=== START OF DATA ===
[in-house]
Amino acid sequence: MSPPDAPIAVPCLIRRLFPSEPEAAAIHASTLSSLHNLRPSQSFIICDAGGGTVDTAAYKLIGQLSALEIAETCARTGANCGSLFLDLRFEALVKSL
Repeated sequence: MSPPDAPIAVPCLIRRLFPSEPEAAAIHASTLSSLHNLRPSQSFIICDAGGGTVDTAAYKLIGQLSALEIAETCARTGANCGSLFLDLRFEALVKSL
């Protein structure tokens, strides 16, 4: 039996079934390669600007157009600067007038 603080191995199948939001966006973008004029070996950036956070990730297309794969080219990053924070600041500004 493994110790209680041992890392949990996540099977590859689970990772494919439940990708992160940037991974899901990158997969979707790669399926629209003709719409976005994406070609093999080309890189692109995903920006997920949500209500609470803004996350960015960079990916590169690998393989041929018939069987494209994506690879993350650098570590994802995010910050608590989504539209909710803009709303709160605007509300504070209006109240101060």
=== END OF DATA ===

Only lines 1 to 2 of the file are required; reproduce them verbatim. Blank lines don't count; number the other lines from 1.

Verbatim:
[in-house]
Amino acid sequence: MSPPDAPIAVPCLIRRLFPSEPEAAAIHASTLSSLHNLRPSQSFIICDAGGGTVDTAAYKLIGQLSALEIAETCARTGANCGSLFLDLRFEALVKSL